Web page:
Undergoing stressful audition processes, dealing with intense criticism left and right – breaking into the entertainment industry is hard enough. Imagine having to overcome problems of misrepresentation and underrepresentation to boot.
In an attempt to bring attention to Asian Americans in the performing arts, the Asian American Association Film Festival invited UC Berkeley improv/sketch comedy group Theatre Rice to the Davis campus. The event is tomorrow at 7:30 p.m. at 1100 Social Sciences. Pre-sale tickets are $8 and can be purchased at the Freeborn Hall Ticket Office. Tickets will also be sold at the door for $10.
Comedian Vijay Suzuki, a UC Berkeley student, will open the show. UC Davis junior international relations major Zuodi Liao will also take the stage with a rap performance.
Theatre Rice was started in 1998 in Berkeley. Their main focus was to provide an organization that promoted Asian American students to perform in the theatrical arts, said Asian American Association Film Festival co-director Allison Arachea, a senior double majoring in film studies and English. The group donates its proceeds to organizations such as the Asian American Theater Company and Youth for Asian Theatre.
It is also one of the few primarily Asian American performance groups in the Bay Area, added Tiffany Young, who is also a co-director of the AAAFF.
Arachea described comedic style of Theatre Rice to that of “Saturday Night Live.” She said that though the group sometimes touches on issues within the Asian American community, its comedy is far from esoteric.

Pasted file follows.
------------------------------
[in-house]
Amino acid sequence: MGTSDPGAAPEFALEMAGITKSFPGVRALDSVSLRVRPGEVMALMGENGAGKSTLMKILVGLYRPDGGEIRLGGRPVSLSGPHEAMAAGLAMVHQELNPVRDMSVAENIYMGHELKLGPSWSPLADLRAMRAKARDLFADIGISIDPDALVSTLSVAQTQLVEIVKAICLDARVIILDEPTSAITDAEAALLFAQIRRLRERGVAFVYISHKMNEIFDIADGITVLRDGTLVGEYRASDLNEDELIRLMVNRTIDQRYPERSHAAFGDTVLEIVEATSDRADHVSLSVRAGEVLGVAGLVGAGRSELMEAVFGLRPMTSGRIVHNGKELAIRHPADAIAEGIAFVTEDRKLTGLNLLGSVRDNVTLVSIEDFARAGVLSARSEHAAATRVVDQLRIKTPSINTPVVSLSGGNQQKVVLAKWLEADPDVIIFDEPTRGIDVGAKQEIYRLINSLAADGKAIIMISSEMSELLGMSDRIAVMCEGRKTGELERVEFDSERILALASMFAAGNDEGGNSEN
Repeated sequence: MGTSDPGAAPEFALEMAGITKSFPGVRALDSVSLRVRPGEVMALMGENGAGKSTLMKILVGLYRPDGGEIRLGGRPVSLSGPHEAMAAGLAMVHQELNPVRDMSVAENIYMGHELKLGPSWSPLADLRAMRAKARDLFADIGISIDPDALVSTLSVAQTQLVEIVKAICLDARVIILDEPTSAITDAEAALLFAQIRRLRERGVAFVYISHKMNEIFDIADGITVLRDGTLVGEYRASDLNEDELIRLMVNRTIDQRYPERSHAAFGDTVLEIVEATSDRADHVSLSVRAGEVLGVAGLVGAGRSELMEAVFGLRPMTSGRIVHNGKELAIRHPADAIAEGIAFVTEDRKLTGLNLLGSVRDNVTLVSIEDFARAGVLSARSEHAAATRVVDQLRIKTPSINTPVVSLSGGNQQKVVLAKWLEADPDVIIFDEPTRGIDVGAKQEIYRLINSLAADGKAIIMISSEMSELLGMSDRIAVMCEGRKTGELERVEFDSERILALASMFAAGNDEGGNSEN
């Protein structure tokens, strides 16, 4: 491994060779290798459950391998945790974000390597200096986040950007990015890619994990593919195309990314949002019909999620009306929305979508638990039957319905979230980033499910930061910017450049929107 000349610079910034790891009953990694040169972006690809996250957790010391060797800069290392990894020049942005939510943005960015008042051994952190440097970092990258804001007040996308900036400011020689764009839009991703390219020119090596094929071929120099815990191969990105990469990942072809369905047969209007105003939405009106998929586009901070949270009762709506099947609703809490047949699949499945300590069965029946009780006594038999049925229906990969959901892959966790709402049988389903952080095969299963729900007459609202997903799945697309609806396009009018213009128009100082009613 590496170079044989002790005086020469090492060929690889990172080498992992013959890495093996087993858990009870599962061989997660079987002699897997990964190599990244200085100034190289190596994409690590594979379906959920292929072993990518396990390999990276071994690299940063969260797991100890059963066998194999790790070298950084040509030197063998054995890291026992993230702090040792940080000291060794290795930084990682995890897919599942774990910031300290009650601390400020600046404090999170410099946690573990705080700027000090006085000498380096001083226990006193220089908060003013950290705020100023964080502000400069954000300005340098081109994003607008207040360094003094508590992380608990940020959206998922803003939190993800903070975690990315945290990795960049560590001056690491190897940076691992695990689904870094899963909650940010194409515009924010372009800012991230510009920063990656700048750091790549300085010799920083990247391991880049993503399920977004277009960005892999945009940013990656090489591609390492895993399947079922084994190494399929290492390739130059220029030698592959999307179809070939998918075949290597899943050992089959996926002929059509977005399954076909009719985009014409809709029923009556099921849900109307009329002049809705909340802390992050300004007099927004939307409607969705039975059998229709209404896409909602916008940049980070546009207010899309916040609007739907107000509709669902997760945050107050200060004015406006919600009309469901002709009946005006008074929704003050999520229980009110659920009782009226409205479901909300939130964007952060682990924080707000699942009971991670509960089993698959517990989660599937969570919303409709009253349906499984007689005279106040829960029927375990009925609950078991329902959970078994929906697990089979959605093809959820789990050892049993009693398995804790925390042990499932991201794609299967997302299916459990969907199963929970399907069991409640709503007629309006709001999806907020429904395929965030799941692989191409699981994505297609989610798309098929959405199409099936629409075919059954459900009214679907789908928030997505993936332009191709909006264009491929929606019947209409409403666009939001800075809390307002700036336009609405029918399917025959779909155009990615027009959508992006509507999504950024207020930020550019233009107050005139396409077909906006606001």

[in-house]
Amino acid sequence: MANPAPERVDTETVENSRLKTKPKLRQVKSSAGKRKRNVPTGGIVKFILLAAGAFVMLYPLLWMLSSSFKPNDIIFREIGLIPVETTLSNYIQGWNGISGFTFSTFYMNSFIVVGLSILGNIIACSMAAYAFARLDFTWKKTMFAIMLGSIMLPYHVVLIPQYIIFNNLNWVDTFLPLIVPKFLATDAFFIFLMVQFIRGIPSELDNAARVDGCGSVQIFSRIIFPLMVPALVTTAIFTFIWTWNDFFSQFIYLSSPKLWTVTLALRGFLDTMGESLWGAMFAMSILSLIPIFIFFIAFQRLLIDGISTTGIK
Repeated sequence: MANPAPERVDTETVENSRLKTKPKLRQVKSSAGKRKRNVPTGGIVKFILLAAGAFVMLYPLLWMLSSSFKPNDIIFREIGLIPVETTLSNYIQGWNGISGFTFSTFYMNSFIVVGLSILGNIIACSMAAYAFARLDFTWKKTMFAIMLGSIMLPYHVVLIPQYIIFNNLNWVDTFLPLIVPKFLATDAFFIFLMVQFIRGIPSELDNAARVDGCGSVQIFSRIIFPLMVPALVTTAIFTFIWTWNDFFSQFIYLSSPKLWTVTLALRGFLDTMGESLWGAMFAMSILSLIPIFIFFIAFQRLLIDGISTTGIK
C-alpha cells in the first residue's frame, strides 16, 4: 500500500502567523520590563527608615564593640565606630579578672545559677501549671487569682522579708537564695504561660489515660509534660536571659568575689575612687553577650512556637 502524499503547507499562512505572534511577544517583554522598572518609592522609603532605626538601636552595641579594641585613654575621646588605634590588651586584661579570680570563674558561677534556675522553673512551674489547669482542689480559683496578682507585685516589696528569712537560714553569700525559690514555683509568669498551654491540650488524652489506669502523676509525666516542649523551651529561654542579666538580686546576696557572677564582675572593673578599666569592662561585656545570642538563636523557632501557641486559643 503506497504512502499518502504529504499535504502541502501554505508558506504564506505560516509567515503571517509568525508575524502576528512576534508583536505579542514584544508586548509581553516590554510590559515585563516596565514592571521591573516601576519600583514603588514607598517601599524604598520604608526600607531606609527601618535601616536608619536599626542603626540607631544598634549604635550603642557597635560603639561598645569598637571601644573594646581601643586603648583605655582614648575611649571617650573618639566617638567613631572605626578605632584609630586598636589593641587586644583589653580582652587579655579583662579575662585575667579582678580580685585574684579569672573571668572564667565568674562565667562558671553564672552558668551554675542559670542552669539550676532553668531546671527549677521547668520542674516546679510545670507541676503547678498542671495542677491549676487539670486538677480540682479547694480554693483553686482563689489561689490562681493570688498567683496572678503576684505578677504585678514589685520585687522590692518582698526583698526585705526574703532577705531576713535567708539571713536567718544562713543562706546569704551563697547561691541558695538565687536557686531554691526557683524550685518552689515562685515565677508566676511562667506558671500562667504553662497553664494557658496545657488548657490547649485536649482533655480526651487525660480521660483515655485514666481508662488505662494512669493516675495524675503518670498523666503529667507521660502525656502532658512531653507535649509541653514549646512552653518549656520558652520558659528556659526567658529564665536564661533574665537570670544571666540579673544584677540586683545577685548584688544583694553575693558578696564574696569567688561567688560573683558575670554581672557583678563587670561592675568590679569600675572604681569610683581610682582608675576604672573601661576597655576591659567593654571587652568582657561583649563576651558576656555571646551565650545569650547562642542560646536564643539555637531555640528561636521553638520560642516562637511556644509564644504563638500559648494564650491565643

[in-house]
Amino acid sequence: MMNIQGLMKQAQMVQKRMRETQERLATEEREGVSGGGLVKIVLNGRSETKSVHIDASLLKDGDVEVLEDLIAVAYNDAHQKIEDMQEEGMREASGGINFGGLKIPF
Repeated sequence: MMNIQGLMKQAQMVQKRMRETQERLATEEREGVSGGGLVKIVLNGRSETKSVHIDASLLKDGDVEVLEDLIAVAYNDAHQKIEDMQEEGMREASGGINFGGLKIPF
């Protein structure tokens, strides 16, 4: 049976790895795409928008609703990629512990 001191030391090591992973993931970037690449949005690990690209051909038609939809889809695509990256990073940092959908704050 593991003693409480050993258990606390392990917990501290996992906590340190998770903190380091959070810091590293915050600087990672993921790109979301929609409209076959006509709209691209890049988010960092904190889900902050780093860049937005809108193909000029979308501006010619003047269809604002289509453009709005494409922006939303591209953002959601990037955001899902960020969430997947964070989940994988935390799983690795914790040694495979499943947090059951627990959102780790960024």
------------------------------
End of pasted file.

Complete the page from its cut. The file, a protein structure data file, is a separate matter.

“[Theatre Rice] is very universal because they satirize everything,” said Arachea. “They’re all over the place.“
The group also delves in other areas of performing arts, such as dramas, film and music.
“They’re all-around,” said AAAFF financial coordinator Johnny Wu, a senior biological sciences major. “They do every type of facet in theatre and performing arts. It’s not just that it’s a bunch of Asians doing comedy for Asians, it’s a bunch of Asians doing comedy in general.“
In addition to combating skewed stereotypes afflicting Asians in the mainstream media, Theatre Rice also works to remedy the lack of an Asian American presence in the industry.
“In Asian cultures, pursuing things like dramatic arts and theater and comedy are not really encouraged,” Arachea said. “It’s mostly parents who want their children to pursue more conventional jobs.“
Wu attributed this traditional way of thinking to the structure of most Asian American families.
“Most Asian American students are either second or third generation Americans [whose] families came to this country to try to succeed,” Wu said. “The easiest way to do that was to break the language barrier and go into the field of science or math.“
“Going into film or theatre is very hard – if it’s hard for white people, it’s even harder for Asian people,” he added.
Theatre Rice’s performance is just one of the events in anticipation for the Asian American Association Film Festival. The festival, which will be held in May, is sponsored by the Asian American Association, an organization that was established in 2000.
“It exists mainly to provide a support network for Asian American students at Davis and to combat stereotypes and address issues that affect [these] students,” Wu said.
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